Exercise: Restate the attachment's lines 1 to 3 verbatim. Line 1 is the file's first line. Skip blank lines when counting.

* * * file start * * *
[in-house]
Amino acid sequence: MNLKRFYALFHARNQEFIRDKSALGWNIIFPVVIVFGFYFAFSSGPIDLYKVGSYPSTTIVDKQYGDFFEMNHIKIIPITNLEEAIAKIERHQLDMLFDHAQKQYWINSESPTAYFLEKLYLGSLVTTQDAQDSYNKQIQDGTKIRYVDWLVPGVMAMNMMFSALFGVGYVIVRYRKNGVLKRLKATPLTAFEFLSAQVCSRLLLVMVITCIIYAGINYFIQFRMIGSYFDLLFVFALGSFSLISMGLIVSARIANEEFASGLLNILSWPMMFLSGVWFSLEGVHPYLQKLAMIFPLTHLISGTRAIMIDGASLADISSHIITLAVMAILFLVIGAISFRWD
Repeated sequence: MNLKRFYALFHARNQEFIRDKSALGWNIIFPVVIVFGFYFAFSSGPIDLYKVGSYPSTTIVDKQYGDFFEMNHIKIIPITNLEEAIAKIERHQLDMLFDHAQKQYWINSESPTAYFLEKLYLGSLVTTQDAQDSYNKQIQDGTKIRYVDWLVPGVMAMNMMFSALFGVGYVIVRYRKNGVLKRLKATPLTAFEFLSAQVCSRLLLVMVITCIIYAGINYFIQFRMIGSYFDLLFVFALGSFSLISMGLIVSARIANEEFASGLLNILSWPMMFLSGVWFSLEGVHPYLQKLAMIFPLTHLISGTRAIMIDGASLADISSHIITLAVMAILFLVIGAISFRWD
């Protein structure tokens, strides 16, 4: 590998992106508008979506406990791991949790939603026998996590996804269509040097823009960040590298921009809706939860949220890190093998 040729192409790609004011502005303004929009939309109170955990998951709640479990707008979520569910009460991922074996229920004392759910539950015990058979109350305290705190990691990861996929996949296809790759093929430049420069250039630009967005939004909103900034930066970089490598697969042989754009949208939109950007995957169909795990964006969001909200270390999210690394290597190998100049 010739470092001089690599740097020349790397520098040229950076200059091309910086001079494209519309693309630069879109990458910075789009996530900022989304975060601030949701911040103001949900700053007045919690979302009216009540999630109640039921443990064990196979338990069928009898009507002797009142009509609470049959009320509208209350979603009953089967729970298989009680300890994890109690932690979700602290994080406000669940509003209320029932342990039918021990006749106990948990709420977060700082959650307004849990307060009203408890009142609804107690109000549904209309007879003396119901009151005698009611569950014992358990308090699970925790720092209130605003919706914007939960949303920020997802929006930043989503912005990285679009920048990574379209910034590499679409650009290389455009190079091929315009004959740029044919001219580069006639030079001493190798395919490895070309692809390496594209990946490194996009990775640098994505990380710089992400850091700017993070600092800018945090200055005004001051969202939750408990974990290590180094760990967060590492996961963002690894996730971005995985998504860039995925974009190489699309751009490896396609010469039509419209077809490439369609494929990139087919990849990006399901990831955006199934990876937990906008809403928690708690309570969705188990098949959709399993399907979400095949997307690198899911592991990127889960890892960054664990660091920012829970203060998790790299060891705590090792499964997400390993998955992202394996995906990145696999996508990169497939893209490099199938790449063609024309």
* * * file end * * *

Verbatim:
[in-house]
Amino acid sequence: MNLKRFYALFHARNQEFIRDKSALGWNIIFPVVIVFGFYFAFSSGPIDLYKVGSYPSTTIVDKQYGDFFEMNHIKIIPITNLEEAIAKIERHQLDMLFDHAQKQYWINSESPTAYFLEKLYLGSLVTTQDAQDSYNKQIQDGTKIRYVDWLVPGVMAMNMMFSALFGVGYVIVRYRKNGVLKRLKATPLTAFEFLSAQVCSRLLLVMVITCIIYAGINYFIQFRMIGSYFDLLFVFALGSFSLISMGLIVSARIANEEFASGLLNILSWPMMFLSGVWFSLEGVHPYLQKLAMIFPLTHLISGTRAIMIDGASLADISSHIITLAVMAILFLVIGAISFRWD
Repeated sequence: MNLKRFYALFHARNQEFIRDKSALGWNIIFPVVIVFGFYFAFSSGPIDLYKVGSYPSTTIVDKQYGDFFEMNHIKIIPITNLEEAIAKIERHQLDMLFDHAQKQYWINSESPTAYFLEKLYLGSLVTTQDAQDSYNKQIQDGTKIRYVDWLVPGVMAMNMMFSALFGVGYVIVRYRKNGVLKRLKATPLTAFEFLSAQVCSRLLLVMVITCIIYAGINYFIQFRMIGSYFDLLFVFALGSFSLISMGLIVSARIANEEFASGLLNILSWPMMFLSGVWFSLEGVHPYLQKLAMIFPLTHLISGTRAIMIDGASLADISSHIITLAVMAILFLVIGAISFRWD